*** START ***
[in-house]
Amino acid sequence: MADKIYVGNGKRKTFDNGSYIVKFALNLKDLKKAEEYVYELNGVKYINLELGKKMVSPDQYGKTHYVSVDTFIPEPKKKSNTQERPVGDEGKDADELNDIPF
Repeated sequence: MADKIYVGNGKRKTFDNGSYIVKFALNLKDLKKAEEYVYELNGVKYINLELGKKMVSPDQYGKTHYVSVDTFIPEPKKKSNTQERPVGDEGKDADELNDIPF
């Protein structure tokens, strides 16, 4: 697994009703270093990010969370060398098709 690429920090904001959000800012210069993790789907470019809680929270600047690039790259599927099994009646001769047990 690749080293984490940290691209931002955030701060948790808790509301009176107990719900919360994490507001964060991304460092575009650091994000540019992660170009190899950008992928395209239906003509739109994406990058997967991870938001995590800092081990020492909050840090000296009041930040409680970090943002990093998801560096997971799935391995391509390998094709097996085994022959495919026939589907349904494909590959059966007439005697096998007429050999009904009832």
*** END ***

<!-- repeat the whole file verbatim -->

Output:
[in-house]
Amino acid sequence: MADKIYVGNGKRKTFDNGSYIVKFALNLKDLKKAEEYVYELNGVKYINLELGKKMVSPDQYGKTHYVSVDTFIPEPKKKSNTQERPVGDEGKDADELNDIPF
Repeated sequence: MADKIYVGNGKRKTFDNGSYIVKFALNLKDLKKAEEYVYELNGVKYINLELGKKMVSPDQYGKTHYVSVDTFIPEPKKKSNTQERPVGDEGKDADELNDIPF
């Protein structure tokens, strides 16, 4: 697994009703270093990010969370060398098709 690429920090904001959000800012210069993790789907470019809680929270600047690039790259599927099994009646001769047990 690749080293984490940290691209931002955030701060948790808790509301009176107990719900919360994490507001964060991304460092575009650091994000540019992660170009190899950008992928395209239906003509739109994406990058997967991870938001995590800092081990020492909050840090000296009041930040409680970090943002990093998801560096997971799935391995391509390998094709097996085994022959495919026939589907349904494909590959059966007439005697096998007429050999009904009832």